Researchers have identified a number of reasons why cooperation may be more difficult as group size increases. As a group becomes larger, the apparent costs of an individual's decision to free-ride are spread over a greater number of people. There are simply more people to "pick up the slack." Likewise, if you can't recognize direct links between your actions or inactions and the affects on others, the temptation to free-ride increases. Many people are discouraaged from cooperating if their actions carry no noticeable affects.
The anonymity that comes with a larger group, especially one such as a MUD that already carries an inherent sense of anonymity with it, also lends greatly to the ability to free-ride without others noticing your inaction. So if you're one of the little church mice out there who doesn't particularly like what's happening, stop just taking what crumbs come your way and give something back.
Think about how this relates to grouping on the mud itself. It's always easiest to coordinate things if you're a loner Ė- it's just you. You KNOW who has to do what to get the job done. It's still pretty easy to group in pairs and do things effectively. But what a nightmare it can be to lead a large group into a dangerous area like ShadowLands or Pirate's Den or whatever the new power group of the week is doing.
The costs of organizing also increasea in larger groups where it becomes more difficult to communicate with others and coordinate the activities of members in order to benefit everyone and discourage free-riding. How not another one." When someone chats, "Hey! Someone get this for me!" or "Hey! Someone do that for me!" How many people see someone doing something they donít like and just ignore it because they think everyone else is? How many people ask (or even demand) to be re-equipped instead of organizing a party to go out and do it?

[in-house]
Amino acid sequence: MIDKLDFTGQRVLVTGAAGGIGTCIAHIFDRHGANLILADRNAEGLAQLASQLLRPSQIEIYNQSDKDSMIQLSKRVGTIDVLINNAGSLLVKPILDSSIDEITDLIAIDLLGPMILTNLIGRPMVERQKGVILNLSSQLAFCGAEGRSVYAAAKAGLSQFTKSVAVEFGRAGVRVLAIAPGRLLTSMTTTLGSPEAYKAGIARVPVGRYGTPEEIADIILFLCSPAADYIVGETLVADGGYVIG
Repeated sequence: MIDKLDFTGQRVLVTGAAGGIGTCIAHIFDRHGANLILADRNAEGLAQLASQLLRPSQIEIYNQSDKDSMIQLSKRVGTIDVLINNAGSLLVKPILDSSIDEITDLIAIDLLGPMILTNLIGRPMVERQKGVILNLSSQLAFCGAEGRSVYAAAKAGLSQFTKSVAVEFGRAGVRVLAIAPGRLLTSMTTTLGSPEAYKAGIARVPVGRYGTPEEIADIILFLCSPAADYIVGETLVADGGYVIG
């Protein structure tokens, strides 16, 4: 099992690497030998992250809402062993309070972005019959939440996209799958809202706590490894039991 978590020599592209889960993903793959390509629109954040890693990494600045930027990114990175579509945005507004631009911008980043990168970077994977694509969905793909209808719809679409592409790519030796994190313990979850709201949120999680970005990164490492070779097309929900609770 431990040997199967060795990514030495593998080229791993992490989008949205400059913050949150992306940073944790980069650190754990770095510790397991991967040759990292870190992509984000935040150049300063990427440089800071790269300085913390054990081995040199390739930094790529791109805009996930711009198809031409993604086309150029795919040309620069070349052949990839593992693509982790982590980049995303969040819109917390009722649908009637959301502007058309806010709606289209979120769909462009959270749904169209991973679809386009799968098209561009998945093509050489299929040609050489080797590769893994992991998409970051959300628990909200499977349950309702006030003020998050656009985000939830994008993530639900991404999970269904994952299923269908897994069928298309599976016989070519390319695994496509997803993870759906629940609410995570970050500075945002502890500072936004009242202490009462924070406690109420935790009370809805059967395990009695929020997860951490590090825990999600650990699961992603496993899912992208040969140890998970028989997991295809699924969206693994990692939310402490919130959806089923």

"The costs of free-riding are not truly diffused as the number of participants in the community increases. Indeed, one could argue that the effects of free-riding increase as community membership increases because there are a greater number of participants to be inconvenienced or angered by such actions."
Note the cries of woe and disbelief as farewell posts go up on the news board. What have you personally done lately to give back to the community instead of just idly standing by, minding your own business? We're all guilty of this.
"Often the cultural rules that define what is and is not appropriate are implicit or poorly understood and articulated, which can itself lead to conflict as participants with different expectations attempt to interact. Whatever the local rules of decorum, it is important that most participants follow them. However, there is the temptation to free-ride on others' efforts to maintain norms of civility while violating those norms oneself, saying whatever one wants to without any self-regulation."
We've tried revising and clarifying the rules endlessly. There will always be people who choose to ignore them, or at least ignore that they are meant for them too.